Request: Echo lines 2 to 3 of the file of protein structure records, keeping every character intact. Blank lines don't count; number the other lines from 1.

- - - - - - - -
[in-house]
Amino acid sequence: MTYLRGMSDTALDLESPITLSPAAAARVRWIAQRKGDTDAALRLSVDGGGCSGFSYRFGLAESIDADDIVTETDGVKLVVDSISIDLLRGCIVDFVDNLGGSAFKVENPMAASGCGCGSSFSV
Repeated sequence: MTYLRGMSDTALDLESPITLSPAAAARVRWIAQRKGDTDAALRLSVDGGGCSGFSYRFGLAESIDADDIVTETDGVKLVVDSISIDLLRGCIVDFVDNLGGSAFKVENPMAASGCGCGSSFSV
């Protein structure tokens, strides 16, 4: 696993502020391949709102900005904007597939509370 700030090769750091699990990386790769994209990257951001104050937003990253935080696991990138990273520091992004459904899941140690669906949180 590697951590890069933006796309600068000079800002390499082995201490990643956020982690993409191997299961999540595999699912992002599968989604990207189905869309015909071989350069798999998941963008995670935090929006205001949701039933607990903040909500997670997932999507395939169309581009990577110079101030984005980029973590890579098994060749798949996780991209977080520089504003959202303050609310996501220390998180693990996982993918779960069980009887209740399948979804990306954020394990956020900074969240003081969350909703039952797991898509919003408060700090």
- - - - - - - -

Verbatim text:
Amino acid sequence: MTYLRGMSDTALDLESPITLSPAAAARVRWIAQRKGDTDAALRLSVDGGGCSGFSYRFGLAESIDADDIVTETDGVKLVVDSISIDLLRGCIVDFVDNLGGSAFKVENPMAASGCGCGSSFSV
Repeated sequence: MTYLRGMSDTALDLESPITLSPAAAARVRWIAQRKGDTDAALRLSVDGGGCSGFSYRFGLAESIDADDIVTETDGVKLVVDSISIDLLRGCIVDFVDNLGGSAFKVENPMAASGCGCGSSFSV